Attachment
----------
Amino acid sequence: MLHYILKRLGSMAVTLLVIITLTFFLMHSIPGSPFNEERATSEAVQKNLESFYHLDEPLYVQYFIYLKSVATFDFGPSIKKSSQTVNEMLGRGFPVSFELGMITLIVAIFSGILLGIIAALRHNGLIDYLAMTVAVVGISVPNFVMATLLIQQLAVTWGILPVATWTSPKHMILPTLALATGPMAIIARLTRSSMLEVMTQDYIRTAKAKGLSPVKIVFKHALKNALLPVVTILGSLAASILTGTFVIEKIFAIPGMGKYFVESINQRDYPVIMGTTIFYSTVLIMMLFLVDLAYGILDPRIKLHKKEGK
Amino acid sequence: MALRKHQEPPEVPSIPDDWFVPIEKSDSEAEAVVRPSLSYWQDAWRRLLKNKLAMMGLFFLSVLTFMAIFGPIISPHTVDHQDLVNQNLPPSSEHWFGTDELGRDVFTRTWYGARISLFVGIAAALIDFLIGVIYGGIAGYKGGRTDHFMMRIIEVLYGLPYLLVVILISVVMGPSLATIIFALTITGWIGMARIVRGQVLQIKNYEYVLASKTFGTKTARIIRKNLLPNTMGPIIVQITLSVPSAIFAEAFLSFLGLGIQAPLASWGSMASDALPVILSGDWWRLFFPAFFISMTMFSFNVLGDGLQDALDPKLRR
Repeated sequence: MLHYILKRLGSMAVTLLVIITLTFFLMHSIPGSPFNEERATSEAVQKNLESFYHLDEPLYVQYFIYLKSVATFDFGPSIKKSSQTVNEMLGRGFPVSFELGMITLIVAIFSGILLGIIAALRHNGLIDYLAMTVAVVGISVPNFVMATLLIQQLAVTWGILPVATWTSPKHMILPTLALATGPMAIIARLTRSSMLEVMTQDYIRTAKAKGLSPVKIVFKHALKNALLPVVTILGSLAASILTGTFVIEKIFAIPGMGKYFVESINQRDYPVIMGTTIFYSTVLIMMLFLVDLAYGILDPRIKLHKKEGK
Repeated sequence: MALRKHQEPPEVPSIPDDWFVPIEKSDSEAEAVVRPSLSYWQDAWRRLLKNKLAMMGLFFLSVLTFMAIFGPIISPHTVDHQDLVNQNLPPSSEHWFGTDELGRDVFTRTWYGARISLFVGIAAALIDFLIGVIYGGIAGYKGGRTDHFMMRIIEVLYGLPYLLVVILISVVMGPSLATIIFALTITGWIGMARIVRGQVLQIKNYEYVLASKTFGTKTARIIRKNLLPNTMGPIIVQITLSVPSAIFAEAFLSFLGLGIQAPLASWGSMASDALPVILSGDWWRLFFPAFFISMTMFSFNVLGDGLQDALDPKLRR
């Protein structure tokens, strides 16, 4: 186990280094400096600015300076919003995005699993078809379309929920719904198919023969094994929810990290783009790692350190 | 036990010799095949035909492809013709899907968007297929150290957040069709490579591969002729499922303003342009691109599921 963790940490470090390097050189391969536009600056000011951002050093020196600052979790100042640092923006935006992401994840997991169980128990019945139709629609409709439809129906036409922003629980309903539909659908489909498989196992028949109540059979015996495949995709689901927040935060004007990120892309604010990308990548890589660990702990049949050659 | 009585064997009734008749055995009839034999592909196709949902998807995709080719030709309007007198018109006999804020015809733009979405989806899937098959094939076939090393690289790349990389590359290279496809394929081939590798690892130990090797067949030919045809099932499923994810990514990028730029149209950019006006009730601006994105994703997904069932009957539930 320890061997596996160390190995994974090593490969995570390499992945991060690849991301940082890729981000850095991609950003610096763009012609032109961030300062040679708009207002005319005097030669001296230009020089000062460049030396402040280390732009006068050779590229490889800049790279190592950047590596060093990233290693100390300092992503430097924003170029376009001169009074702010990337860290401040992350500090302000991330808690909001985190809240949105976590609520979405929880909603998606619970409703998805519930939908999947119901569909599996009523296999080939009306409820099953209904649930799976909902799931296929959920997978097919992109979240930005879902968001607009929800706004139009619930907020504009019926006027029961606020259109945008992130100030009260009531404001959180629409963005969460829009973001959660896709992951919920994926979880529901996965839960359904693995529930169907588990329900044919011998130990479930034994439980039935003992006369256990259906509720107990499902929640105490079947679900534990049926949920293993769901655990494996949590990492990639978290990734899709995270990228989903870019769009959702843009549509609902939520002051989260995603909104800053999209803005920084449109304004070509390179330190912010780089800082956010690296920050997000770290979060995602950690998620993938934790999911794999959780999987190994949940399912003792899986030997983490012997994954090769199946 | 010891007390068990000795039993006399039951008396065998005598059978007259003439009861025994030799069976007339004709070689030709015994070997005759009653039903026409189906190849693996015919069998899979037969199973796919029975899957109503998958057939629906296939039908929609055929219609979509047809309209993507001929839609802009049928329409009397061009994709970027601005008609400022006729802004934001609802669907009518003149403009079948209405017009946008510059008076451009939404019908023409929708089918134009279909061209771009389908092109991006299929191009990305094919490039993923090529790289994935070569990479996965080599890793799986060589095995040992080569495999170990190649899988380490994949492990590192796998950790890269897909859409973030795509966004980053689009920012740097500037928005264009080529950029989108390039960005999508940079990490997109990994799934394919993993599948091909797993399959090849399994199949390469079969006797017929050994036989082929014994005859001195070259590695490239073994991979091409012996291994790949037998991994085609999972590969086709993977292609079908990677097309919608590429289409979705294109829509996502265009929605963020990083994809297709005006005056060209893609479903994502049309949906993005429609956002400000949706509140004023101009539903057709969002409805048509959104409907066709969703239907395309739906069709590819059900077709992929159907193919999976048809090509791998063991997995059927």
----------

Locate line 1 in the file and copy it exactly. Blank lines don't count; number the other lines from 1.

Amino acid sequence: MLHYILKRLGSMAVTLLVIITLTFFLMHSIPGSPFNEERATSEAVQKNLESFYHLDEPLYVQYFIYLKSVATFDFGPSIKKSSQTVNEMLGRGFPVSFELGMITLIVAIFSGILLGIIAALRHNGLIDYLAMTVAVVGISVPNFVMATLLIQQLAVTWGILPVATWTSPKHMILPTLALATGPMAIIARLTRSSMLEVMTQDYIRTAKAKGLSPVKIVFKHALKNALLPVVTILGSLAASILTGTFVIEKIFAIPGMGKYFVESINQRDYPVIMGTTIFYSTVLIMMLFLVDLAYGILDPRIKLHKKEGK